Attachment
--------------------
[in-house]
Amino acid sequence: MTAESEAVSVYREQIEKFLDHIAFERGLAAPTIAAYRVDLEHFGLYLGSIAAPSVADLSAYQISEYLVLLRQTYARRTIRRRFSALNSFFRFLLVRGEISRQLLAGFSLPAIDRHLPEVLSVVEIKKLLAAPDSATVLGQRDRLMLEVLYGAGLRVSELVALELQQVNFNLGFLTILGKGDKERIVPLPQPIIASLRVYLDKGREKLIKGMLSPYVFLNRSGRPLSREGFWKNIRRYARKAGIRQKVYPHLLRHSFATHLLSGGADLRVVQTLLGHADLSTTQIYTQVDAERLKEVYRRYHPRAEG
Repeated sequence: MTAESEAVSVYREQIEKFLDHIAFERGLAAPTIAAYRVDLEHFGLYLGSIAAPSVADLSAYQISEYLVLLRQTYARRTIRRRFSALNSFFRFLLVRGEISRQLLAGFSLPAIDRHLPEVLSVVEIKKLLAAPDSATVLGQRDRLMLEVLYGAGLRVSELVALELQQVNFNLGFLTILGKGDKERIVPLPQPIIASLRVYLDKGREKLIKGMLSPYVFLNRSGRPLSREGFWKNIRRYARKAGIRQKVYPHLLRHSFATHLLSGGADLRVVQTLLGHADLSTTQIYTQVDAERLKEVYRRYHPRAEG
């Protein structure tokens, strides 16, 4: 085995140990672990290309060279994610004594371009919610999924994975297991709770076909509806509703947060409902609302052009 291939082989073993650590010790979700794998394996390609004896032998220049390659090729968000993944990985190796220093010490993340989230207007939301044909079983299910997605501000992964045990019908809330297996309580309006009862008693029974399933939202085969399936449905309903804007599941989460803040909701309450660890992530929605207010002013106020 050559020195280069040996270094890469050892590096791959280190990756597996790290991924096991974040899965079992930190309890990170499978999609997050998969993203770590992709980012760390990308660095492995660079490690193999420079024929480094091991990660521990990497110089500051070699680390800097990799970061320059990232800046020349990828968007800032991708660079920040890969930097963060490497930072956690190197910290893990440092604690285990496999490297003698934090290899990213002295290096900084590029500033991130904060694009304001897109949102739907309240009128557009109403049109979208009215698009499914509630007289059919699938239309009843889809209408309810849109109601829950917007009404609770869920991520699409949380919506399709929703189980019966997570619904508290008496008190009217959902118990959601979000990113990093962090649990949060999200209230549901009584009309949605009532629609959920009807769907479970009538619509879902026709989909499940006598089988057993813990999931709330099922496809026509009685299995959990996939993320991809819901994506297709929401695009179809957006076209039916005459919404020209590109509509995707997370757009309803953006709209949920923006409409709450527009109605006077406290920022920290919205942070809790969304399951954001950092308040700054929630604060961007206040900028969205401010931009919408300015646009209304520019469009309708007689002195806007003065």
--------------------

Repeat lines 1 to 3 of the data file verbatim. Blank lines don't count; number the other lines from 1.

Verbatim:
[in-house]
Amino acid sequence: MTAESEAVSVYREQIEKFLDHIAFERGLAAPTIAAYRVDLEHFGLYLGSIAAPSVADLSAYQISEYLVLLRQTYARRTIRRRFSALNSFFRFLLVRGEISRQLLAGFSLPAIDRHLPEVLSVVEIKKLLAAPDSATVLGQRDRLMLEVLYGAGLRVSELVALELQQVNFNLGFLTILGKGDKERIVPLPQPIIASLRVYLDKGREKLIKGMLSPYVFLNRSGRPLSREGFWKNIRRYARKAGIRQKVYPHLLRHSFATHLLSGGADLRVVQTLLGHADLSTTQIYTQVDAERLKEVYRRYHPRAEG
Repeated sequence: MTAESEAVSVYREQIEKFLDHIAFERGLAAPTIAAYRVDLEHFGLYLGSIAAPSVADLSAYQISEYLVLLRQTYARRTIRRRFSALNSFFRFLLVRGEISRQLLAGFSLPAIDRHLPEVLSVVEIKKLLAAPDSATVLGQRDRLMLEVLYGAGLRVSELVALELQQVNFNLGFLTILGKGDKERIVPLPQPIIASLRVYLDKGREKLIKGMLSPYVFLNRSGRPLSREGFWKNIRRYARKAGIRQKVYPHLLRHSFATHLLSGGADLRVVQTLLGHADLSTTQIYTQVDAERLKEVYRRYHPRAEG